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Beaumains' Vow

'Twas Whitsunday morn, and King Arthur held
     Round Table at Kenedon Hall,
But vowed at Pentecost never to eat
     Till adventure strange should befall.
So his hundred and fifty arméd knights
     Sat patiently waiting at noon,
And only Sir Launcelot murmur'd aloud,
      "God send meat and adventure soon!"

But sudden and curious silence fell,
     As enter'd the door of the hall
Two men, on whose shoulders another lean'd,
     Fair-handed, well-visaged, and tall,
And spoke to the king, as he rear'd him straight,
      "My monarch, I come here to pray
Three gifts of thy grace; but of only one
     I crave the fulfillment to-day."

"We grant thy demand," the sovereign said;
      "Sure thine is some lofty desire,"
"But meat and drink for a year," he replied.
      "Faith!" cried Arthur, "a valiant squire!"
So strong as thou seemest, why askest not
     For knighthood, armor, or steed?
Such hand as thine could Excalibur wield;
     And is food thine uttermost need?"

"'Tis all I now wish: for mine other boons
     I will sue at next Whitsuntide."
And the knights all sneer'd, as they broke their fast,
      "More size has the varlet than pride."
Sir Kaye, the steward, in mocking despite,
     Gave him place where the lackeys ate;
And only Sir Gawaine and Launcelot swore
     That his mien was of nobler state.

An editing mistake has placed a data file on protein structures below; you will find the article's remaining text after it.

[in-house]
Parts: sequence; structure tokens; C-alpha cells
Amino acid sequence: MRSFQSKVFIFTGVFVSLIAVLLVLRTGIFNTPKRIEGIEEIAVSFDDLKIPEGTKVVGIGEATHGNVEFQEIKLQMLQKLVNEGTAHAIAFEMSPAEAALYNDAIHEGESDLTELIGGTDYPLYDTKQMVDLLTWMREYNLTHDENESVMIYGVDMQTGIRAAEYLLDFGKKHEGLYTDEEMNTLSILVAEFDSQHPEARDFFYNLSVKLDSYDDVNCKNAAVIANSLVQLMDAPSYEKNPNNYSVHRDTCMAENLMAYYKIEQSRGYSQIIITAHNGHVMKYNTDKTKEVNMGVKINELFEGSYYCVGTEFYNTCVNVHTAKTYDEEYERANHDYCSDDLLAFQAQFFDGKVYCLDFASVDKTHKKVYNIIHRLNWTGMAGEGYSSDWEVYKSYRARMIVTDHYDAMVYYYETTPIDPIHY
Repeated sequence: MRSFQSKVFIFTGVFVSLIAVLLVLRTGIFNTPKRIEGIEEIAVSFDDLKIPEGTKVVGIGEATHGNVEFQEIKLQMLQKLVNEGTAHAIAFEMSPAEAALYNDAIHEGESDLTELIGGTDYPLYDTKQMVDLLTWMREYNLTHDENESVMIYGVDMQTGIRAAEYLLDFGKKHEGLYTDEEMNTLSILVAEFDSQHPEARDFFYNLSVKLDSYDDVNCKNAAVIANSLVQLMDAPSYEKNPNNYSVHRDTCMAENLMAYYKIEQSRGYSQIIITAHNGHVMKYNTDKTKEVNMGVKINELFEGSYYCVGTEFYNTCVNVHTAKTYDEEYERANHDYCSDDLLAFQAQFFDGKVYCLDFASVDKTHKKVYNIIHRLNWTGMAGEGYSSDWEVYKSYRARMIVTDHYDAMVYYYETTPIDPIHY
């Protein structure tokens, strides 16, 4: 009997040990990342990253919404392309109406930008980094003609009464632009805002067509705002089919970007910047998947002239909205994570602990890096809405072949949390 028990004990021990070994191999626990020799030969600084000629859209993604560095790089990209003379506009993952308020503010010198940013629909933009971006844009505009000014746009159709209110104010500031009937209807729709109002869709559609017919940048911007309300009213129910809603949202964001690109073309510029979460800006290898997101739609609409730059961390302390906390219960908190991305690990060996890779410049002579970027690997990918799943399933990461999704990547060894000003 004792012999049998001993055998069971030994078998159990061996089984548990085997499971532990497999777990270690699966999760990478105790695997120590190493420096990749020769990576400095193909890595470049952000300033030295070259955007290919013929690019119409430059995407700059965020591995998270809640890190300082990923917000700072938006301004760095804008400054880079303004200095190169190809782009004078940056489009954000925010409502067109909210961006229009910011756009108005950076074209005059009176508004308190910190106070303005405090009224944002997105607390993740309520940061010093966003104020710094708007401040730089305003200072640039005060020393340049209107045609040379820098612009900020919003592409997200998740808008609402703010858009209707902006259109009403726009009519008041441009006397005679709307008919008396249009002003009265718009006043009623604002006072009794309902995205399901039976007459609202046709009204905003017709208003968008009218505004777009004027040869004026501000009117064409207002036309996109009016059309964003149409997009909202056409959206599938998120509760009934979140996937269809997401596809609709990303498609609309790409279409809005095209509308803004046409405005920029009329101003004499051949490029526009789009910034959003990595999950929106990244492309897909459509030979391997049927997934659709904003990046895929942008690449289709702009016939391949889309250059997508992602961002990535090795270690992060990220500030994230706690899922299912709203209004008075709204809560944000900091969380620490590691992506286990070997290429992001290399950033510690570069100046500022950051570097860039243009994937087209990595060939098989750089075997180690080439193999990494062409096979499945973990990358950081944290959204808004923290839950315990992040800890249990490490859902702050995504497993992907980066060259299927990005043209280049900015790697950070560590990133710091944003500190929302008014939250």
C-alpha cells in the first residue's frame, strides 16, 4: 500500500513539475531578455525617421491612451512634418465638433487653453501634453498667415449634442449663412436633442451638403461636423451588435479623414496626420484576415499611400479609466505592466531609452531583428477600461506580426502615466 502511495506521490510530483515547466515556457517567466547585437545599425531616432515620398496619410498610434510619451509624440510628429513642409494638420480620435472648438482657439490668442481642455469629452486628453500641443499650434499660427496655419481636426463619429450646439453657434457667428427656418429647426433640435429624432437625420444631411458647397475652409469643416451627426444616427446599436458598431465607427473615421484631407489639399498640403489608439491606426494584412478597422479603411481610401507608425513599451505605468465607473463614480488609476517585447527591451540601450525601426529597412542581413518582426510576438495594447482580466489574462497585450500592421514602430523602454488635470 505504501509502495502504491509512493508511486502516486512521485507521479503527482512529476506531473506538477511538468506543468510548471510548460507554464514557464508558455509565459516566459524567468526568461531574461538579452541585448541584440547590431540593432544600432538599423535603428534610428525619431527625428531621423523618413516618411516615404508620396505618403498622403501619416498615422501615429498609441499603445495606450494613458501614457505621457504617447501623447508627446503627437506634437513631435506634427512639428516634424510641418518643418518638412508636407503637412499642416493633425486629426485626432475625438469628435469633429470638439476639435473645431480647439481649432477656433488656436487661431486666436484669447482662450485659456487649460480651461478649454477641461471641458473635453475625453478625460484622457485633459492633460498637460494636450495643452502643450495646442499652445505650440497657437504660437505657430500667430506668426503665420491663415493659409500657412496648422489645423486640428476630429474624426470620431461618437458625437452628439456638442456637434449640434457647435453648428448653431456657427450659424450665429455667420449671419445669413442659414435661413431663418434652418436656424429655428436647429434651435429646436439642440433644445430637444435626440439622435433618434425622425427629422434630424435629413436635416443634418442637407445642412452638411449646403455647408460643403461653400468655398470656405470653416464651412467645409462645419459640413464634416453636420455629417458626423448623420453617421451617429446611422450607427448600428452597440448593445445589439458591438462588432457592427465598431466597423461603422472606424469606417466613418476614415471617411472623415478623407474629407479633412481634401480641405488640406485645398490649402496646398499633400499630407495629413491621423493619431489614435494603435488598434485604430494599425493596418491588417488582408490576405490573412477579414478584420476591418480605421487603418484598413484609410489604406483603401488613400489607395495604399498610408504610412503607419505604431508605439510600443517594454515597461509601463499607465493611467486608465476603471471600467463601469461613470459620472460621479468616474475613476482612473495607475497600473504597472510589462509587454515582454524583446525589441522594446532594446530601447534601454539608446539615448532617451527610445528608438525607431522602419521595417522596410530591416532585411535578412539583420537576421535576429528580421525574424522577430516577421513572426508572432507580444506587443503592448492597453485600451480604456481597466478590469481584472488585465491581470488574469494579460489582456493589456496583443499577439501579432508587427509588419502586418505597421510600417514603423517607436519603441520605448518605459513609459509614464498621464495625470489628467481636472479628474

The twain were right; for when Arthur again
     The Pentecost holyday kept,
When adventure rare claim'd the bravest heart,
      'Twas this Beaumains forward stept,
And boldly implored two boons of the king.
     The first was this perilous quest;
And then that Sir Launcelot should dub him knight.
     Quoth Sir Launcelot, "Not without test."

From the palace forth went the royal chief,
     With his mail'd and warrior train,
To witness Sir Launcelot and Beaumains try
     A tilt on the tournament-plain.
Short joust did they hold; for the far-famed knight
     Had sore work to keep him unshamed.
"'Twas right gallantly fought," said the king and lords,
     As the stranger promise claim'd.

Then, spurr'd and belted, he mounted his horse,
     With Sir Launcelot's sword on his thigh;
For Sir Launcelot learn'd ere the accolade,
     His name, kin, and lineage high.
And little the haughty Sir Gawaine deem'd,
     As Sir Gareth rode proudly away,
That his brother had kept a vow unbroke
     At court for a year and a day.